U.S. House Passes Legislation to End FDA Animal Testing Mandate

FDA Modernization Act rider will spare animals, drive down drug prices, and produce safer treatments and cures

WASHINGTON, D.C. – In a legislative action that has the potential in the coming years to prevent the use of millions of animals and to deliver safer, more effective drugs to countless patients in need of treatments, the U.S. House of Representatives overwhelmingly passed the FDA Modernization Act as a rider to a larger package of FDA-related reforms. The Senate Health, Education, Labor and Pensions Committee has released its own FDA reform package, and that measure also includes the FDA Modernization Act language. 

Democrats and Republicans united in 2021 to introduce the FDA Modernization Act, H.R. 2565 and S. 2952, to reform our drug approval process and to drive the use of non-animal testing methods.  Addressing the category of  testing that runs through the largest number of animals, the FDA Modernization Act is included as Section 701 in a legislative package known as the Food and Drug Amendments of 2022, H.R. 7667.  The vote on H.R. 7667 tonight was 392 to 28. There were 215 Democrats and 176 Republicans who favored H.R. 7667, and 28 Republicans who opposed it.

“Leaders of the House and lawmakers from both parties, recognize that the United States must lift an archaic animal-testing mandate for drug development and replace that strategy with 21st-century methods grounded on human biology,” said Wayne Pacelle, president of Animal Wellness Action. “This is the biggest policy development in Congressional history on the fight to replace animal testing with morally and scientifically superior methods.”

E&C Committee Chairman Frank Pallone, D-N.J. and Ranking Member Cathy McMorris Rodgers, R-Wash., along with Health Subcommittee Chairwoman Anna Eshoo, D-Calif., and Ranking Member Brett Guthrie, R-Ky., were all active supporters of this provision. AWA also singled out House Energy and Commerce Committee members Buddy Carter, R-Ga., Kurt Schrader, D-Ore., and Tony Cardenas, D.-Calif. for helping lead the effort in committee.

Our drug development paradigm, framed by the Federal Food, Drug, and Cosmetics Act (FFDCA) of 1938, relies on animal tests for safety and efficacy evaluation. Data show that it typically takes 10 to 15 years and an average investment of $1 billion and up to $6 billion for a new drug. Animal tests are non-predictive of the human response to drugs, failing in 95 percent of cases when they go to human clinical trials. This antiquated process of pharmaceutical innovation slows delivery of palliatives and cures for patient groups, drives up drug costs, and sacrifices countless animals, including mice, rats, dogs, and non-human primates.  

“Our drug development paradigm needs a reboot, and this bill moves us in that direction in one simple but meaningful way,” noted Rep. Vern Buchanan, R. Fla., the lead author of H.R. 2565. “Animal tests, in large part, are not predictive of the human response to drugs, with very high failure rates when the drugs go to clinical trials.”

“I have heard from concerned citizens about their opposition to using dogs, primates, and other animals in testing protocols,” said Rep. Elaine Luria, D-Virg., the lead Democrat on the House bill. “We should be enthusiastically endorsing the idea of avoiding harm to animals when we can do so.”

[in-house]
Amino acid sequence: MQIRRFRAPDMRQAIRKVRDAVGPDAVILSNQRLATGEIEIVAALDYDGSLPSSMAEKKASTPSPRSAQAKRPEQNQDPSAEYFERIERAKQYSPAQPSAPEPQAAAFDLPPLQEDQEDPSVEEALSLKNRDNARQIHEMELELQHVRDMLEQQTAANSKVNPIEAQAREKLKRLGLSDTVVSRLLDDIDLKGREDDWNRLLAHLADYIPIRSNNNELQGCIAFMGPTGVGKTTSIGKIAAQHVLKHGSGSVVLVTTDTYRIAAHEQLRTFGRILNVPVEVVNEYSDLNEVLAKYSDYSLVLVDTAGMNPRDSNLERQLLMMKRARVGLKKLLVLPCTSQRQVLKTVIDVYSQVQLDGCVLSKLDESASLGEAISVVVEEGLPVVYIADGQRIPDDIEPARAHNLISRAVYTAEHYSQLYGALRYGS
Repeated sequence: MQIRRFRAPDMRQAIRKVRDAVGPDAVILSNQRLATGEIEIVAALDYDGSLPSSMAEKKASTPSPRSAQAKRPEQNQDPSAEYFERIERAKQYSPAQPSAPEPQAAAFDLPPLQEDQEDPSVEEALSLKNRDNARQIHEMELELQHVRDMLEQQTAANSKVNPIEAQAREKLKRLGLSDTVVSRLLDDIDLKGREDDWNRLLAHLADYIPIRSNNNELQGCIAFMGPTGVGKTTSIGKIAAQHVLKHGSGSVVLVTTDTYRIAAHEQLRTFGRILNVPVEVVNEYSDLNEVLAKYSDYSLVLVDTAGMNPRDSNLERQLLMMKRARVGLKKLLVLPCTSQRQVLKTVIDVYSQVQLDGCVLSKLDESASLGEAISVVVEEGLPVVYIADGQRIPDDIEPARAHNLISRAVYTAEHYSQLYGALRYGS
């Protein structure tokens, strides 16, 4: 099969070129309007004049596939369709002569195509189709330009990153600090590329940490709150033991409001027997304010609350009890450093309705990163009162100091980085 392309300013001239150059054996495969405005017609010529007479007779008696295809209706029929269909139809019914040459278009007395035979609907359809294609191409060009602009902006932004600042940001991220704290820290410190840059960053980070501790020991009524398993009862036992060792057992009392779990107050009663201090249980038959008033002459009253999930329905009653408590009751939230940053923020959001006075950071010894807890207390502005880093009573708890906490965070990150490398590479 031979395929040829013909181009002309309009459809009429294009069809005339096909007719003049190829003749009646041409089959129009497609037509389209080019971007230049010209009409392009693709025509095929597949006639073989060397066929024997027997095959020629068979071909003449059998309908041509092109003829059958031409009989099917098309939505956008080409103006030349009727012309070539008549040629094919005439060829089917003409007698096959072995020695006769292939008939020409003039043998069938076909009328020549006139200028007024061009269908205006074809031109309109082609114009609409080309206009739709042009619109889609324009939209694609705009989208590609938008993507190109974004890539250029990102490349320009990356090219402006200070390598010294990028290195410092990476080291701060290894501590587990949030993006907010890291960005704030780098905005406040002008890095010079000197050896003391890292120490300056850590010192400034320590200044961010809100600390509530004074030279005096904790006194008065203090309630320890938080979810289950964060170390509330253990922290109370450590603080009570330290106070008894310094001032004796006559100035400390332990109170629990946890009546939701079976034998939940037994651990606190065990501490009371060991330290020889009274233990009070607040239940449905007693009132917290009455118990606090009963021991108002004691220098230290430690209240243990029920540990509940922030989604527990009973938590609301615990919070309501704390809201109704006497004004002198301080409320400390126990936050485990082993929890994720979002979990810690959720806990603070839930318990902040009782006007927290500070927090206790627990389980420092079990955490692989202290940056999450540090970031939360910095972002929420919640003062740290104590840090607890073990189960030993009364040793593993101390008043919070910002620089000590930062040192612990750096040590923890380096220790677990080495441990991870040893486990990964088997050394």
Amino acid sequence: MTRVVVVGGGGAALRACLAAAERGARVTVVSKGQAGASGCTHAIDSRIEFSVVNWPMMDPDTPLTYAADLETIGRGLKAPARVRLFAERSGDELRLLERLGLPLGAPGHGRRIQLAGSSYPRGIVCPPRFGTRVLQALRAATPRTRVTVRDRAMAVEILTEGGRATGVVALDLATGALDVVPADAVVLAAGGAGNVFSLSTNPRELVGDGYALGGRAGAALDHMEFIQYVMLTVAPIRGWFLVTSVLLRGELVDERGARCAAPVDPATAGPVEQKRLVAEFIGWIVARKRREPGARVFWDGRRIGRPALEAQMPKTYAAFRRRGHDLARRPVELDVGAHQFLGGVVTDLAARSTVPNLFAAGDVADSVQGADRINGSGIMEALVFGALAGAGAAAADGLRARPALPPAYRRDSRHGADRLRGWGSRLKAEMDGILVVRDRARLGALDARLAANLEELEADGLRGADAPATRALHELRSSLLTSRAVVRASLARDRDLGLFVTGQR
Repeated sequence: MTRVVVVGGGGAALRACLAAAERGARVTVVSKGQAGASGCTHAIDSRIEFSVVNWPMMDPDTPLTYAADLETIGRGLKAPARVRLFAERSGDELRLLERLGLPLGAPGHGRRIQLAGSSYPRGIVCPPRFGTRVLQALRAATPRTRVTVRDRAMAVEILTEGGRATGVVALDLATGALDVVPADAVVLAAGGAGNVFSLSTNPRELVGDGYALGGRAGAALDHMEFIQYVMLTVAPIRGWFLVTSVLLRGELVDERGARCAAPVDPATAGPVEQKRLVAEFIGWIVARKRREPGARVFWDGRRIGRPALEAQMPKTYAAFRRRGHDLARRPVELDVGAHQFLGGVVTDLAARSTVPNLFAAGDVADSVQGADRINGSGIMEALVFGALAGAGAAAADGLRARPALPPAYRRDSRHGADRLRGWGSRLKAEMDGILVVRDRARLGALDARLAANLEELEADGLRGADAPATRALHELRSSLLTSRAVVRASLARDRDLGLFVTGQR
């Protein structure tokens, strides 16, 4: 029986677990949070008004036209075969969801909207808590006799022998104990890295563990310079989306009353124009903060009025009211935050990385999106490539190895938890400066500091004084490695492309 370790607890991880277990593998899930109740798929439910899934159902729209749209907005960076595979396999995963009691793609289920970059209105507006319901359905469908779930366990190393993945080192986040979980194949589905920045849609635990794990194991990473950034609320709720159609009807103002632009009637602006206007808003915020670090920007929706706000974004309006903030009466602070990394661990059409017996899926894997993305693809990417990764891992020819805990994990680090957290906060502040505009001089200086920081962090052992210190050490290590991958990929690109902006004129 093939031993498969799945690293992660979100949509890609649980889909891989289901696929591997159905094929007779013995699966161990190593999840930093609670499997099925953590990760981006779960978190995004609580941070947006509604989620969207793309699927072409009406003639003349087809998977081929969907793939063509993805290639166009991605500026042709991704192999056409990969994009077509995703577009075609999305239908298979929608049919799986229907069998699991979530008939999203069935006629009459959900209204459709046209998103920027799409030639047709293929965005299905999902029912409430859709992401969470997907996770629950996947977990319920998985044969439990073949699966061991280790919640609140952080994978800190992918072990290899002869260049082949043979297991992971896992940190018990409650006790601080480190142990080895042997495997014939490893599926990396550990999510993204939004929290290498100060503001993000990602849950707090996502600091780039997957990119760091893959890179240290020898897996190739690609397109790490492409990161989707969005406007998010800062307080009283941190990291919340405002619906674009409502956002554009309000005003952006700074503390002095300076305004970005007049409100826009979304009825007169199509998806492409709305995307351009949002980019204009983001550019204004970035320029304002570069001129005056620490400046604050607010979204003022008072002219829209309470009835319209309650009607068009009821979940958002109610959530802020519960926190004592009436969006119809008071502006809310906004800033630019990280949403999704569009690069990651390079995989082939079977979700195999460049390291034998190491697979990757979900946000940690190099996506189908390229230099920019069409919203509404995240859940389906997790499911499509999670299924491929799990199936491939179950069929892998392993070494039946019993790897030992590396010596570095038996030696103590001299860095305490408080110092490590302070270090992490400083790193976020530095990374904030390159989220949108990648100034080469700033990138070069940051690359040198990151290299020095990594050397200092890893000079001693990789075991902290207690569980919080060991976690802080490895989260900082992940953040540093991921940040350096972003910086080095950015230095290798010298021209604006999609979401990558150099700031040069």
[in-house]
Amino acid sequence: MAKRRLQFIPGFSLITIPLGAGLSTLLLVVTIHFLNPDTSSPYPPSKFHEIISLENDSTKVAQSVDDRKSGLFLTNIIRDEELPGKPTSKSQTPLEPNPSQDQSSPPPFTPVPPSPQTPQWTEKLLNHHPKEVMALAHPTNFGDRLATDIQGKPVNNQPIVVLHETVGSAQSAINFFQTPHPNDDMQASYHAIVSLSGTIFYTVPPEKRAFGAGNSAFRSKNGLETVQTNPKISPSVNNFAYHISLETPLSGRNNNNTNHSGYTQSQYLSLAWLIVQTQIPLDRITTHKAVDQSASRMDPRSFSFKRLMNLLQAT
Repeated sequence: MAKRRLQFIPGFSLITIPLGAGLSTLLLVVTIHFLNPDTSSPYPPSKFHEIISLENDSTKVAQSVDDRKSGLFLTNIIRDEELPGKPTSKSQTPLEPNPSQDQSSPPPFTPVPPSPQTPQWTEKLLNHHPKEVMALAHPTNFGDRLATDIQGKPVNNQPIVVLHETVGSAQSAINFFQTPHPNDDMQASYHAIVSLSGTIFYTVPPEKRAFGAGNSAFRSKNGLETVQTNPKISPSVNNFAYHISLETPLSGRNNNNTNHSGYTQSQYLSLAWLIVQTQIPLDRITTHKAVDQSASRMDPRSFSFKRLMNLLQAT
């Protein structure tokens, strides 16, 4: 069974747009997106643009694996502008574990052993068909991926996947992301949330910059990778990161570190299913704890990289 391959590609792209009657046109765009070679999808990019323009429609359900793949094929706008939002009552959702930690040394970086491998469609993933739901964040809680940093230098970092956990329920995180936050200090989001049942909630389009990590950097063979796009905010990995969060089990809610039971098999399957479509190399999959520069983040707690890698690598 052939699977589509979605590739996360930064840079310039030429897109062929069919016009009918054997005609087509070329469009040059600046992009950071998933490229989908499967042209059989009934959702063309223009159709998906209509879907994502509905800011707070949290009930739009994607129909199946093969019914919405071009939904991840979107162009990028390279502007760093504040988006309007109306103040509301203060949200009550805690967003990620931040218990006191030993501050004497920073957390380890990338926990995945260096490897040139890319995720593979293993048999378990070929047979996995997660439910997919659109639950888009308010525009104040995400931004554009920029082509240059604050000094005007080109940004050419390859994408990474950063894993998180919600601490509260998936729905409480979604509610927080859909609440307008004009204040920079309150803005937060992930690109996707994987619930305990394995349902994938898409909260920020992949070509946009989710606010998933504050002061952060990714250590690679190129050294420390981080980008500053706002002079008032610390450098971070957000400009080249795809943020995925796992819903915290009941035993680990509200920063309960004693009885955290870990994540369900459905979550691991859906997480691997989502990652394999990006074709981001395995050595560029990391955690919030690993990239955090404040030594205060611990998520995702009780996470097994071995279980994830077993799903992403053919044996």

“As a pharmacist, I know we can do better on drug pricing, delivery times to patients by improving both safety and effectiveness as well,” noted Rep. Buddy Carter, R. Ga., who led the fight for the provision in Energy and Commerce Committee. “I also know we can do better when it comes to preclinical testing methods and apply 21st century strategies that rely on human biology, not so much on beagles.”

“I was a veterinarian, and any testing that can be done without the use of our 4-footed animal friends, I think is to our advantage and certainly to their advantage,” said Rep. Kurt Schrader, D-Oregon.  “Precision medicine by using tissue cultures and some of the advanced techniques that I think we’re looking at here in the 21st Century is pretty exciting.”

“The passage of the FDA Modernization Act today is a significant step forward for not only the animal welfare community but researchers who have been forced for decades to rely on antiquated, burdensome animal testing mandates,” said Rep. Nancy Mace, R-S.C. “I look forward to this landmark legislation being signed into law to reduce waste, save animals’ lives, and streamline potential lifesaving medication for patients.”

Energy and Commerce Committee leaders slightly modified but kept intact the core provisions of H.R. 2565, the FDA Modernization Act, introduced last year by Reps. Vern Buchanan, R-Fla., Elaine Luria, D-Va., Nancy Mace, R-S.C., Mikie Sherrill, D-N.J., and Brendan Boyle, D-Pa. H.R. 2565 has been cosponsored by 48 House Democrats and 38 House Republicans. A Senate companion bill, S. 2952, was introduced by Senators Rand Paul, R-Ky., Cory Booker, D-N.J., Ben Ray Lujan, D-N.M., Mike Braun, R-Ind., and John Kennedy, R-La., and also attracted a broad set of Democrat and Republican cosponsors.  

“The most predictive technologies in existence should be available to drug sponsors to provide the safest and most effective medicines for patients,” said Gary K. Michelson, M.D., Founder and Co-chair, Michelson Center for Public Policy.  

“We are already on the verge of the next phase of modern drug development, and FDA modernization will be the catalyst for this transition to modern science,” noted Tamara Drake, director of research and regulatory policy at the Center for a Humane Economy.   

“Drug testing requirements have not kept pace with scientific innovation, and both the public and animals have suffered for it,” said PETA Senior Vice President of Laboratory Investigations Kathy Guillermo